Claire Denis Film Scores 1996-2009
Styles: film music, chamber pop, lounge, jazzy, minimalist, moody
Others: A more orchestral and jazzier Bad Seeds, a British Lambchop
Tindersticks had two albums of largely downtempo chamber pop under their belts when French filmmaker Claire Denis approached them after a concert to ask about recording a soundtrack for her 1996 film Nénette et Boni. It turned out to be a fateful meeting, as the collaboration has yielded positive results for both: working on instrumental music arguably helped change how the band approached their studio albums, and many of Denis’ films derive a great deal of their emotional thrust from Tindersticks’ music. Members Stuart Staples and Dickon Hincliffe have since recorded three more soundtracks for Denis together and two more separately. All six of these works have been packaged together by Constellation in a box set entitled Claire Denis Film Scores 1996-2009, which shows a much more varied and exploratory side of the group than the studio albums alone. It might also win them some new fans.
Although the band seemed to be in sync with Denis from the beginning, with music that seamlessly matched the alternating playful and serious tone of Nénette, listening to the albums in chronological order reveals how much more innovative and exploratory they became with each film. While the first two, Nénette and Trouble Every Day, sound the most like other Tindersticks albums — especially when the former incorporates a song from their second release — Staples’ music for 2004’s L’Intrus is distinctly his own. By 2009’s White Material, most traces of the group’s early romantic lounge act have disappeared. This is indicative of how comfortable and assured the director and musicians must have felt working together. And even at their most Tinderschticky, the soundtracks have a personality all their own, appropriately matching the films’ varied themes: Néntte is romantic, nostalgic; Trouble Every Day eerie and stark; Vendredi Soir lush and passionate; L’Intrus mysterious and sinister; 35 Rhums tender and a bit melancholy; and White Material tense and foreboding.
As standalone works, they’re enjoyable to varying degrees. For me, the two most recent soundtracks, 35 Rhums and White Material, stand up best divorced from their original context. One potential problem with soundtrack releases is their repetitious nature and lack of diversity. This is standard for film music, where if it’s doing its job properly, we rarely notice the restated musical themes and motifs as we watch. But listening to such music independent from the film can sometimes be a bit of a slog. This isn’t so much a problem with shorter works like Vendredi Soir, which clocks in at 23 minutes, but three takes on the main theme during the more than 40 minutes of Trouble Every Day is demanding, especially when echoes of it are found elsewhere on the album. While White Material is almost as long, it avoids this grating repetitiveness through more diverse ideas and creative application of instruments, stripping away the orchestration and full band to rely on the subtle use of electric guitar, feedback, droning organ, and mournful violin.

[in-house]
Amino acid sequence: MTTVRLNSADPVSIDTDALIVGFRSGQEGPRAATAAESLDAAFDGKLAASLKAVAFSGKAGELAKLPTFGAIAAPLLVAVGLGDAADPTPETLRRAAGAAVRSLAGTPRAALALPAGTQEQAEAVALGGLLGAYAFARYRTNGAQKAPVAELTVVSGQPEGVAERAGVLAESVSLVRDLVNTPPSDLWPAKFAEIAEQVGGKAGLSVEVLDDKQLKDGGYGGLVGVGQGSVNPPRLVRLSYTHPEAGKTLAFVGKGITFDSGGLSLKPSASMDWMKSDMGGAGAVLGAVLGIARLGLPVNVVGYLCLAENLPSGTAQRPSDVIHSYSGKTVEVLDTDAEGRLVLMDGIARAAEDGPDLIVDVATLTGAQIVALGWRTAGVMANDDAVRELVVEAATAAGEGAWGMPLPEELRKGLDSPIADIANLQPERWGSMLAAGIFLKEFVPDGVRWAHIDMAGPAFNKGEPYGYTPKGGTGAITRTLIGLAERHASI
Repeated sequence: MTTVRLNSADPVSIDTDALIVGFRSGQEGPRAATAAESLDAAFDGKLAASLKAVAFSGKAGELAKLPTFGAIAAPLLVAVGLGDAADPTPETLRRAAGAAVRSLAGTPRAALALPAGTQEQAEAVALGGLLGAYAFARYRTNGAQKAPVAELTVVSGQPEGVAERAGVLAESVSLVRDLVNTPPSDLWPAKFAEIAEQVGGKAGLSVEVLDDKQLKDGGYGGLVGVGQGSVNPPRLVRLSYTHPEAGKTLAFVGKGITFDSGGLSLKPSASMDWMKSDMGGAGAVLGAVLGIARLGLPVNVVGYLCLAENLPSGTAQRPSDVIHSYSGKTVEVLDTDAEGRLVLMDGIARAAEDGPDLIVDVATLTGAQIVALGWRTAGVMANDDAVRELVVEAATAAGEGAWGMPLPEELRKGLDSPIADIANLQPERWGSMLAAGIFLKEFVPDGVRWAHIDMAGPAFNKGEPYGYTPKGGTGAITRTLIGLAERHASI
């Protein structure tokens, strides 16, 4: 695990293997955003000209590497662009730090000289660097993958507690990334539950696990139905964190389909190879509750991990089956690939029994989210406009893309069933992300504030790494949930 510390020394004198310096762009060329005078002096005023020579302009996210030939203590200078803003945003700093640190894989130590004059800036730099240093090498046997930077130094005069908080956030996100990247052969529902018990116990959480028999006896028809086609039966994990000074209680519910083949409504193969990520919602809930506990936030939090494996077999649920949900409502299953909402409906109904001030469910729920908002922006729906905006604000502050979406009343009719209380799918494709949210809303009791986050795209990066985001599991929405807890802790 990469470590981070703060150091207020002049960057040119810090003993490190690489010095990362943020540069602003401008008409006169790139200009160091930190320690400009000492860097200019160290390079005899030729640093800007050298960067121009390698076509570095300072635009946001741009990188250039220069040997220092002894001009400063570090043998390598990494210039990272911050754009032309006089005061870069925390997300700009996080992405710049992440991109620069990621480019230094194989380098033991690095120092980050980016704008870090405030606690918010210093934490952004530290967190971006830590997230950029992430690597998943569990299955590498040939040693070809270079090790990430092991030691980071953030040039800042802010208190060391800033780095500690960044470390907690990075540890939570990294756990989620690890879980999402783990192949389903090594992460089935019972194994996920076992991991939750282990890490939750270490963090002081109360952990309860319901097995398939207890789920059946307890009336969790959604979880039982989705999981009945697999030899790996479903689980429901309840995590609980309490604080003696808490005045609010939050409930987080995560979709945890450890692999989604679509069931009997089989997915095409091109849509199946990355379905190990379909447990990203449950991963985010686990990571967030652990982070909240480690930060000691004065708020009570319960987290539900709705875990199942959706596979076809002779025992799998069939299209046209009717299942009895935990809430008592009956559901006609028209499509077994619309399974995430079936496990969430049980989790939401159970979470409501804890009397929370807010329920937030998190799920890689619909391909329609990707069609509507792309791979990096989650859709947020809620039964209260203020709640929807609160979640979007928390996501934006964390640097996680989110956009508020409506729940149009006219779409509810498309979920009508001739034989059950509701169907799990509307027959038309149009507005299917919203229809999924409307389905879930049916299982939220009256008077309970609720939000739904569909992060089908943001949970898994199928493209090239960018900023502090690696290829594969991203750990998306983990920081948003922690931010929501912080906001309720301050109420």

Even more unique is L’Intrus, which for its scant 23 minutes repeatedly returns to a sinister guitar riff underscored by brooding ambient keyboards, occasionally augmented by mournful trumpet and impressionistic drumming. And although it’s by far the least diverse, most repetitive soundtrack here, L’Intrus’ single-mindedness gives it a conceptual feel that makes it stand apart from the others, while its haunted tone and minimalist quality also make it the most hypnotic and unforgettable.
Denis’ use of music in films is never less than appropriate, and very often surprising and inspired. (Her use of pop music is particularly affecting.) It’s the mark of a great filmmaker that her soundtracks are never obtrusive or obvious, yet we remain aware of how well they’re working when things are going well. Though, it wasn’t until I heard this music apart from the images when I realized not only how evocative it was, but also how essential Tindersticks are to the effectiveness of Denis’ work. It’s impossible to hear the opening melodica theme of 35 Rhums and not imagine Alex Descas steering a train through Paris, or “Rumba” from Nénette et Boni and not imagine Vincent Gallo and his wife in their bakery. The music from L’Intus calls up any number of stunning images from that odd, dreamlike film.
Although the limitations of Claire Denis Film Scores 1996-2009 will make parts of the collection appear inessential for casual listeners, this music will certainly be welcomed by Tindersticks fans and soundtrack buffs. For Denis devotees, it will likely be a testament to one of the great contemporary sound and image collaborations. Indeed, if there was any doubt, this set helps secure their place in the pantheon of great composer/director pairings.